I'm looking for examples of problem which has a lower bound of $\Omega(|x|^2$) for input $x$.
The problem needs to have the following properties:
- $\Omega(n^2)$ runtime proof for any algorithm - first priority is to have as simple as possible lower bound argument.
- $O(n^2)$ algorithm, if possible, simple one as well.
- Output size of $O(n)$ (or smaller). Obviously any problem which requires $\Omega(n^2)$ lengthed output required at least similar run time, but that's not what I'm looking for. Notice that any decision problem fits here.
- (if possible) a "natural" problem. Without a formal definition, a problem any CS graduate would recognize is preferable.
I was recently asked about such problem but couldn't come up with a simple one. The first problem that came to mind was $3SUM$, which was conjuctured to be a $\Omega(n^2)$ runtime problem. This was not simple enough and furthermore, the conjucture was recently proven false :o.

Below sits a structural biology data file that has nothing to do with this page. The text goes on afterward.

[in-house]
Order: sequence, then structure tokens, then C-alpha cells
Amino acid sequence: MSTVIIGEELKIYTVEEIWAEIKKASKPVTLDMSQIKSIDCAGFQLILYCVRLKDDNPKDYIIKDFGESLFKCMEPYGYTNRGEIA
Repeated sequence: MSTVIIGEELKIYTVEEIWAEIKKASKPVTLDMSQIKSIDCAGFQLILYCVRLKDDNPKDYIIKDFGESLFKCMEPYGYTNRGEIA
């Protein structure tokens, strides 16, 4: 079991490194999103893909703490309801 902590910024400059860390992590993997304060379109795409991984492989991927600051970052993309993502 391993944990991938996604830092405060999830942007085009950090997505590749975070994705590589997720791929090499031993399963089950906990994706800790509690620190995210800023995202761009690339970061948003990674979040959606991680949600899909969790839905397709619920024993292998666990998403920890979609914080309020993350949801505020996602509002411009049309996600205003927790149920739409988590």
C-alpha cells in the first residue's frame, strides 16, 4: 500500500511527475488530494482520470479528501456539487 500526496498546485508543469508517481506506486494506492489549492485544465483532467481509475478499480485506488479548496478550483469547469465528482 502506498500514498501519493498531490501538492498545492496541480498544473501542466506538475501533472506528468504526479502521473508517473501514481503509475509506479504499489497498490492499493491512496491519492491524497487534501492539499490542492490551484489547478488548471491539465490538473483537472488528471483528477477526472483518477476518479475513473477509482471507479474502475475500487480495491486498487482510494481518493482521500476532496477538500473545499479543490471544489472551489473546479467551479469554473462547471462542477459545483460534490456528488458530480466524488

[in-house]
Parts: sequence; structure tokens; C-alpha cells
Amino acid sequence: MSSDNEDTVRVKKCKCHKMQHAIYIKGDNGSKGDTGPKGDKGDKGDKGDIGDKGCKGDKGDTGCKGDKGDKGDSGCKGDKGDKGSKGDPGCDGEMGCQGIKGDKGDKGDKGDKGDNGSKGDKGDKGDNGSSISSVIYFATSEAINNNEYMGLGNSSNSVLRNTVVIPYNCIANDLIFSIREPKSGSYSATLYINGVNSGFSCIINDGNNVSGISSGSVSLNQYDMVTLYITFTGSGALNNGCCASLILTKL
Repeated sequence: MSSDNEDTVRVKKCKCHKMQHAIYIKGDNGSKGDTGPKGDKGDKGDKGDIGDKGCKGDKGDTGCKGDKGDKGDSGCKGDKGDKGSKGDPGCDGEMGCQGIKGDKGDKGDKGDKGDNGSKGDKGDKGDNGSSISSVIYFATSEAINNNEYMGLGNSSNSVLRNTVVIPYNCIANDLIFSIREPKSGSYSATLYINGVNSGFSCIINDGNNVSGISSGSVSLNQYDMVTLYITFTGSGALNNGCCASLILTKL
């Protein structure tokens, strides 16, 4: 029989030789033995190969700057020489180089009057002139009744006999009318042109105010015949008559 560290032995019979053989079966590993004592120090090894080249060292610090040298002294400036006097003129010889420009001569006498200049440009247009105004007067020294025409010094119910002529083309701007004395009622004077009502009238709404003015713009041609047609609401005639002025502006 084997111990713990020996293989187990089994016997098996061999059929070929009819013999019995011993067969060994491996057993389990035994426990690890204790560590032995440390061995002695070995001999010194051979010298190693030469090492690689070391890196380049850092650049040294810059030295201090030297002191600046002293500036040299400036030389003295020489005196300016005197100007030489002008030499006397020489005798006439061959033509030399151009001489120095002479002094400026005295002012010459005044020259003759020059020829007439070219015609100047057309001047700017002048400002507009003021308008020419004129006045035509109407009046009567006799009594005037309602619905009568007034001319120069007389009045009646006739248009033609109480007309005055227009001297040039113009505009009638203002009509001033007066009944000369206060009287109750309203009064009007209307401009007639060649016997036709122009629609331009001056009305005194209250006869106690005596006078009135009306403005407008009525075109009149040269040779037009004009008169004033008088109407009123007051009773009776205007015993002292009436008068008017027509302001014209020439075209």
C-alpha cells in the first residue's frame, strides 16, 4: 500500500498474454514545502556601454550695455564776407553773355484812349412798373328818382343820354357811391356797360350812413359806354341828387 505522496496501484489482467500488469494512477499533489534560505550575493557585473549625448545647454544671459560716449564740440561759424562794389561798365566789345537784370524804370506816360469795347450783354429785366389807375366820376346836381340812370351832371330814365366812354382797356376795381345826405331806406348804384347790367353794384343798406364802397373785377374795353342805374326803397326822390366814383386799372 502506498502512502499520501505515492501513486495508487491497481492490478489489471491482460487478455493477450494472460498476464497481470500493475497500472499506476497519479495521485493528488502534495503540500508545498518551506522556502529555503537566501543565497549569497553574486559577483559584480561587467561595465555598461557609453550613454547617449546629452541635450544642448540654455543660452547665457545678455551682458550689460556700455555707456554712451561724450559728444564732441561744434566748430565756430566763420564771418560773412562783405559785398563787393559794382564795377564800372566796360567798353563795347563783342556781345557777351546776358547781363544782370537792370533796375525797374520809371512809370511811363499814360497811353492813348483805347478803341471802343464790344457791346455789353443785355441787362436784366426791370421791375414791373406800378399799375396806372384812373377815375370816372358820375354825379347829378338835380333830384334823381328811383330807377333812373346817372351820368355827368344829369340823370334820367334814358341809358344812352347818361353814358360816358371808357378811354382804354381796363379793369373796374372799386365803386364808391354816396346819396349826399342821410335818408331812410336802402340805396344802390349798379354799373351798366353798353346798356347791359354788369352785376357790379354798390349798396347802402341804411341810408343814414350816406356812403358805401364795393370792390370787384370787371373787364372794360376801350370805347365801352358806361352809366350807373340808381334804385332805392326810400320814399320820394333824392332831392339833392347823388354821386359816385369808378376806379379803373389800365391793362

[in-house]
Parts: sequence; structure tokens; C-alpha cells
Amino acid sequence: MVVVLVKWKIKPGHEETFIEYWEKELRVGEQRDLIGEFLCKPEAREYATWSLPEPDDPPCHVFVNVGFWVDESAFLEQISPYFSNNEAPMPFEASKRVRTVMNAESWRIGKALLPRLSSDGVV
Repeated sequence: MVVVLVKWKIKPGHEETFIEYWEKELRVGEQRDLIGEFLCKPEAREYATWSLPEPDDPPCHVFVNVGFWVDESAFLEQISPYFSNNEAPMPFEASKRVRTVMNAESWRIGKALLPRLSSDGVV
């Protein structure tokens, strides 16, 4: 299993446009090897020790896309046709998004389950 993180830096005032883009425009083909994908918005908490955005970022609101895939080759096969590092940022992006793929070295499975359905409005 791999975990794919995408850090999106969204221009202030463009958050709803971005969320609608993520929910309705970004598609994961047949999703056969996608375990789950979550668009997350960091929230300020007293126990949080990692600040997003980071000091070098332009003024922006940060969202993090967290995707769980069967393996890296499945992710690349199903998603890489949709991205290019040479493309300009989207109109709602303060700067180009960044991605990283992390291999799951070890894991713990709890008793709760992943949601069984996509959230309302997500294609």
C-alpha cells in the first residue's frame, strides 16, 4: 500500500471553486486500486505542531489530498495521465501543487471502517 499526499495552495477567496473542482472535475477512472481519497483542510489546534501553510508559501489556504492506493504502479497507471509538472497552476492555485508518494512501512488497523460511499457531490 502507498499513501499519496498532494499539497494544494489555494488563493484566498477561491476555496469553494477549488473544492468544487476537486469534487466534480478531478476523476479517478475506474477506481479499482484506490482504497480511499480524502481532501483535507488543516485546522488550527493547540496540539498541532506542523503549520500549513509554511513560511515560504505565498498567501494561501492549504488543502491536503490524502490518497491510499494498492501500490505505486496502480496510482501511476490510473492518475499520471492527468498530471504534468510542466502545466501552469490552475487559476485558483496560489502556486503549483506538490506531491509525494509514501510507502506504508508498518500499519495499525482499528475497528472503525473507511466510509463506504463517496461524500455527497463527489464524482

Going to an extremely unnatural problem, I believe that the problem that gets as an input a deterministic TM and input $\langle M \rangle,x$, and outputs the position of the tape head after $(|M|+|x|)^2$ steps when it's running on $x$ probably answers the question.
If you absolutely need to, lets agree that we're using the single-tape TM model, although I prefer problems whose runtime is independent on the exact model (as long as it's a reasonable one).
So, can we find a simple (to prove), natural (well known) problem whose runtime is $\Theta(n^2)$?